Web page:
, Volume 4, Issue 3, pp 248-258

Traditional ecological knowledge and community-based natural resource management in northeast India

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Abstract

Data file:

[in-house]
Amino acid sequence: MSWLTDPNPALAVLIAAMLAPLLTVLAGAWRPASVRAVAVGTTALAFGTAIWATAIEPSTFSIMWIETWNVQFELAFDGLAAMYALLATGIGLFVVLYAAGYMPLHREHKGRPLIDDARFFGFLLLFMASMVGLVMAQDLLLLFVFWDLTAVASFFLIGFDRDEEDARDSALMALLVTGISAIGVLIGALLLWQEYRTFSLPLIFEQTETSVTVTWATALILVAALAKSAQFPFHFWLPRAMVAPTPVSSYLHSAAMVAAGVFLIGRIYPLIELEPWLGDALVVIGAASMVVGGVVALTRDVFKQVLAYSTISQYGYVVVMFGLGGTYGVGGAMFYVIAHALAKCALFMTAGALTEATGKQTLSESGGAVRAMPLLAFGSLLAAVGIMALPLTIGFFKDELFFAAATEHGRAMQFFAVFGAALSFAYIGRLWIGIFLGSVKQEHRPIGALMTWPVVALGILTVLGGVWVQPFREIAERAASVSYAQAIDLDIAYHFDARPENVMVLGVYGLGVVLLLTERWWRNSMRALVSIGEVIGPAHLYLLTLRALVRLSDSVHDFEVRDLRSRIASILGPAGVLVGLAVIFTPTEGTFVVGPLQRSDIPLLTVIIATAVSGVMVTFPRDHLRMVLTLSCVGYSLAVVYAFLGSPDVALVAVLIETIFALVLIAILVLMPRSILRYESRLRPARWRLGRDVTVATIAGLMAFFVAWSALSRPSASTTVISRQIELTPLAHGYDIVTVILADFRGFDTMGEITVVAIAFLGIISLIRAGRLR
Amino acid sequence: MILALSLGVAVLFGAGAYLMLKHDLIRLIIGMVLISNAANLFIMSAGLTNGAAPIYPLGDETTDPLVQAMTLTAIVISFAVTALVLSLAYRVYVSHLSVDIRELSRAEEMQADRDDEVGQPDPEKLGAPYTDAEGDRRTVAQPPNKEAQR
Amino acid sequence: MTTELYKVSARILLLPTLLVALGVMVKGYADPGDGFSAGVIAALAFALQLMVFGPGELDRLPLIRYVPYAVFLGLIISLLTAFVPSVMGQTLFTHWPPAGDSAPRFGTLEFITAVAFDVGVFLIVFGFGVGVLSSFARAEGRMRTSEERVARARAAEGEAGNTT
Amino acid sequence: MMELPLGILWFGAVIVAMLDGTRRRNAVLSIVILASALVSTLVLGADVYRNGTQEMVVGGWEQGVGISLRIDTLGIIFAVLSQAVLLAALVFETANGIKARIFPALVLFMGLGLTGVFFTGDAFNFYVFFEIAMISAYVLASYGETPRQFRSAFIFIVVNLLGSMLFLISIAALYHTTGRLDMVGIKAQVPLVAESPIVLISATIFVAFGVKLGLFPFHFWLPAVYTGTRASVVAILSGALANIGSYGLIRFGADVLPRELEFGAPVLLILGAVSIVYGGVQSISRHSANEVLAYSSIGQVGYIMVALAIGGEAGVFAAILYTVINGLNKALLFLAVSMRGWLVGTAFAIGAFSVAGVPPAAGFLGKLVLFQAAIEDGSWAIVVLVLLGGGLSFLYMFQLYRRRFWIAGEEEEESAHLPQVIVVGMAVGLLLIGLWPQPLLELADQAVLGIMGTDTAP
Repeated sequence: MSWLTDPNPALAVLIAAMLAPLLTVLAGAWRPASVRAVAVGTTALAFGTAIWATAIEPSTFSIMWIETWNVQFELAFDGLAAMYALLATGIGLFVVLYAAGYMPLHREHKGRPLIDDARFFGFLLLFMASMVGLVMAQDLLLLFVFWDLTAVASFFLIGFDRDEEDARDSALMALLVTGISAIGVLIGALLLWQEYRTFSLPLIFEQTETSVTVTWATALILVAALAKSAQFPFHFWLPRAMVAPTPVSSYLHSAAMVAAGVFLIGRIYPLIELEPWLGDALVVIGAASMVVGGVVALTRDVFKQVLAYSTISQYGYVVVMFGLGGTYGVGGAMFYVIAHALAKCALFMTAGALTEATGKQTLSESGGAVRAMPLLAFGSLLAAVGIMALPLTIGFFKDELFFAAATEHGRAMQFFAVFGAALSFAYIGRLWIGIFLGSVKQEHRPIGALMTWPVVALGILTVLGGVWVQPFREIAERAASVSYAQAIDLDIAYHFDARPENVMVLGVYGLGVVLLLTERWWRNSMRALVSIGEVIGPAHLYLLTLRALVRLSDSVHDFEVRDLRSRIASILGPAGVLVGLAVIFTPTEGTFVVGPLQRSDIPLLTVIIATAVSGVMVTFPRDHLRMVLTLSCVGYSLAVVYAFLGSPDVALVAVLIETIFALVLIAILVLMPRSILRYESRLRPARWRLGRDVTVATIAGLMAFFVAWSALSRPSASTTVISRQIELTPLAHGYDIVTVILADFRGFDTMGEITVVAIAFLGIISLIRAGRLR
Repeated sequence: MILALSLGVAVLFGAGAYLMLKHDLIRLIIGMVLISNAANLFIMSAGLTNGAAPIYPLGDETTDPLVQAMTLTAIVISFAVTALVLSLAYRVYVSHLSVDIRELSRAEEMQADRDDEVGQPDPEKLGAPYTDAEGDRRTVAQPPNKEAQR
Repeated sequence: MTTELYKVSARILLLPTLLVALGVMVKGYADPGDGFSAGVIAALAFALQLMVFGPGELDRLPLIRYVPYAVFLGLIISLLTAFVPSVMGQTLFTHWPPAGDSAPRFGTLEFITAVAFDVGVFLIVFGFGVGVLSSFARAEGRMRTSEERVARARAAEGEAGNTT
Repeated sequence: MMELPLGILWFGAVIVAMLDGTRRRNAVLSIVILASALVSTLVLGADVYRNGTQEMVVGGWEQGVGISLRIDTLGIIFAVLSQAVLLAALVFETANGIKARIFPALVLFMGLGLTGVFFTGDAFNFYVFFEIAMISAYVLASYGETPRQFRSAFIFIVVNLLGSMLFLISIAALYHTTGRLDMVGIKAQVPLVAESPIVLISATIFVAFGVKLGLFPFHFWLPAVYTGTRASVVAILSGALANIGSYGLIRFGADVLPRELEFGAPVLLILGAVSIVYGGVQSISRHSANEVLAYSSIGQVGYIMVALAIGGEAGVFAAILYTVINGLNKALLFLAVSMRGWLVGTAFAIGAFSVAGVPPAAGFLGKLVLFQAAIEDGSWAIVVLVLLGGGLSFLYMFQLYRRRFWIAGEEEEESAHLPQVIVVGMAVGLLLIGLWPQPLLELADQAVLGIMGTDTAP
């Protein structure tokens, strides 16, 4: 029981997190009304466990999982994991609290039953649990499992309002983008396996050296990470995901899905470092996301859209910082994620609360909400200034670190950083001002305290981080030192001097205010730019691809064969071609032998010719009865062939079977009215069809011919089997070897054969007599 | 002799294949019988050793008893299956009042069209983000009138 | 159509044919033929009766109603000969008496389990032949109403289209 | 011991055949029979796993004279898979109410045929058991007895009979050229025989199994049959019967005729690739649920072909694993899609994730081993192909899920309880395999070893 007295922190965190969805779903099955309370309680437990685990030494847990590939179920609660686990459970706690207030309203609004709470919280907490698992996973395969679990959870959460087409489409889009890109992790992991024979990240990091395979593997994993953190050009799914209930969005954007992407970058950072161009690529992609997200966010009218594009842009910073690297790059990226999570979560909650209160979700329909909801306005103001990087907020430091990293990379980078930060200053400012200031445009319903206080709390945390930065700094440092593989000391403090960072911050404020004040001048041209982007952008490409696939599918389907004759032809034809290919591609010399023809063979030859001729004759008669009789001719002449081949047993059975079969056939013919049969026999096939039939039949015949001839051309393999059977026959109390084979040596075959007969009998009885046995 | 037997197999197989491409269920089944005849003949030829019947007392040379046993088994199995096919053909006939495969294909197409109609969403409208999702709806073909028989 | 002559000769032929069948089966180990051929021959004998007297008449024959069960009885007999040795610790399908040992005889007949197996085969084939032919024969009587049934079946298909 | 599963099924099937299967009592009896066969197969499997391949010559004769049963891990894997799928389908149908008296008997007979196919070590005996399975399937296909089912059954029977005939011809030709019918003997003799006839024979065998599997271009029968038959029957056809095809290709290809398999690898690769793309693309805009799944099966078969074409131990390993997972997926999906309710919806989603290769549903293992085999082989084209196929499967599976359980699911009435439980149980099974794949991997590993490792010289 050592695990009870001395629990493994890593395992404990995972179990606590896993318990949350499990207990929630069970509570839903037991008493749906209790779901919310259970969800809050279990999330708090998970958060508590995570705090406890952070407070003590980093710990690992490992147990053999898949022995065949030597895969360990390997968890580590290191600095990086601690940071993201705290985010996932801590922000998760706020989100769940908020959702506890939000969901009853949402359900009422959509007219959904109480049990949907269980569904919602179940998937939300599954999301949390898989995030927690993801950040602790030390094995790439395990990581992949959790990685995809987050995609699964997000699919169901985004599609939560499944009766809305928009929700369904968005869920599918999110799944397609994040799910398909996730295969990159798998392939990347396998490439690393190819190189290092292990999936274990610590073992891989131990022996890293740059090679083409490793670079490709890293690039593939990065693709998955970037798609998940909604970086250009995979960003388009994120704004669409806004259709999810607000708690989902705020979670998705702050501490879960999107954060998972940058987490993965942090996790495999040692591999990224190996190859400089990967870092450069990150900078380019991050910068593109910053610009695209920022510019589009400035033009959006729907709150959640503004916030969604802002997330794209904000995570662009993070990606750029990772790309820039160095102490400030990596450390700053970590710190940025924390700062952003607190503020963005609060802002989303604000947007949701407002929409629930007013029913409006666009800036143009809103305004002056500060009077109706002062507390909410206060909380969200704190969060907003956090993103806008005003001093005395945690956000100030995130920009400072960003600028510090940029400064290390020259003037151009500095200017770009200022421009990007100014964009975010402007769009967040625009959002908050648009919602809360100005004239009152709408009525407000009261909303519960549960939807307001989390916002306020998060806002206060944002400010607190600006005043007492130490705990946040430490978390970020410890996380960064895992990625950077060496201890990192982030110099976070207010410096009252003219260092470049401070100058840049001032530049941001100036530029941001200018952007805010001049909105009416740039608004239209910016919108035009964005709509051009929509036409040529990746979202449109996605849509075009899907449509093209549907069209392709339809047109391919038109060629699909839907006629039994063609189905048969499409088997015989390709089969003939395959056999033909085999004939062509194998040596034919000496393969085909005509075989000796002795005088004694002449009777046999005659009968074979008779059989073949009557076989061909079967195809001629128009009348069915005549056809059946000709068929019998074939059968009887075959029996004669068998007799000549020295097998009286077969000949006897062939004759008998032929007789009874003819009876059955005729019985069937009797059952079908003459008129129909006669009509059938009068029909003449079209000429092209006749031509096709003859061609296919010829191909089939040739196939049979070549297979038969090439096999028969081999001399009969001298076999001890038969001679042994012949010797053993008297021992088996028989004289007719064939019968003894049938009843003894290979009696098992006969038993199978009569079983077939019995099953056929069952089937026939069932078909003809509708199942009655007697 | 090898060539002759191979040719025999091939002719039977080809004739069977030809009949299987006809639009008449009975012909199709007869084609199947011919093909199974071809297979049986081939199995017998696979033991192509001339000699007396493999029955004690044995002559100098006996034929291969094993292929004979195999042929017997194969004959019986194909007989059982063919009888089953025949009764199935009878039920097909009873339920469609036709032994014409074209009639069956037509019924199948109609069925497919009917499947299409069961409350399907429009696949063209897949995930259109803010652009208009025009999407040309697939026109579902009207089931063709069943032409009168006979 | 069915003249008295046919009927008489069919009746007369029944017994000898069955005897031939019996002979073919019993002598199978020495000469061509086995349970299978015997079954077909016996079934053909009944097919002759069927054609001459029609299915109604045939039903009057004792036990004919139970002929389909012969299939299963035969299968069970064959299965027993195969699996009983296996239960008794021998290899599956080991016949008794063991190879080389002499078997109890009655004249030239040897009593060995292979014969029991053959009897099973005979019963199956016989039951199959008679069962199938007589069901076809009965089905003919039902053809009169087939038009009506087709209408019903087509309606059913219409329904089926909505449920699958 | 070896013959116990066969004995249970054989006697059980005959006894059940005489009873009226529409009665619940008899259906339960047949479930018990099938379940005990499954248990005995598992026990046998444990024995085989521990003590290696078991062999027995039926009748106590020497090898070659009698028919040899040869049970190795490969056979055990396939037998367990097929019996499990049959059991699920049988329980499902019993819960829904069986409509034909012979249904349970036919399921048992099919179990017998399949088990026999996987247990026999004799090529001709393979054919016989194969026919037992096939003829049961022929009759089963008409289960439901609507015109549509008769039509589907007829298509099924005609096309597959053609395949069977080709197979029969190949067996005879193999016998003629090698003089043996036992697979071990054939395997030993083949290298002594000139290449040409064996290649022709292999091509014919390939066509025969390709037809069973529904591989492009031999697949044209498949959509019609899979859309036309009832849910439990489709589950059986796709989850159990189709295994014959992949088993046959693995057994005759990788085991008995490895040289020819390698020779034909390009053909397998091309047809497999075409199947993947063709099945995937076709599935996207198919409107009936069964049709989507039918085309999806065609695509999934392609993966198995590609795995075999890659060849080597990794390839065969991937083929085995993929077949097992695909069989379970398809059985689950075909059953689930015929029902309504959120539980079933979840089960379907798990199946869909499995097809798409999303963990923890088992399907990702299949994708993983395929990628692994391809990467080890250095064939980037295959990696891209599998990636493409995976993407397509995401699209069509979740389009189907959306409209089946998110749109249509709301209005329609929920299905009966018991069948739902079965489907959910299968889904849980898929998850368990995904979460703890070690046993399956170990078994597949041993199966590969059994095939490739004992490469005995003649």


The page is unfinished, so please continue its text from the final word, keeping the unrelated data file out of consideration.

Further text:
Community-based natural resource management in northeast India has a long history. Indigenous knowledge and adaptation are the collective information, with improvement from generation to generation. The expectation is that under community control, local expertise on biodiversity will play a significant role in natural resource management through traditional practices. This paper discusses the characteristics and application of the traditional ecological knowledge of aboriginal peoples in northeast India and its role in natural resource management. Examples are provided in two different eco-cultural landscapes, i.e., Demazong (the Buddhist eco-cultural landscape in Sikkim Himalaya) and the Apatani eco-cultural landscape in Arunachal Pradesh, which illustrate the utility value of traditional ecological knowledge in sustainable natural resource management. Both eco-cultural landscapes are indeed very complex and highly evolved systems with high levels of economic and ecological efficiencies. The paper concludes that traditional ecological knowledge systems and institutions could serve as entry points into the sustainable utilization and management of natural resources. This could be achieved through the exploration of the cultural practices of the local people and integrating useful aspects into the modern natural resource management expertise. With rapidly depleting biodiversity in the developing tropic regions, there is a greater utilization today than ever before of the value of respecting the “Sacred” as a tool towards better conservation of natural resources.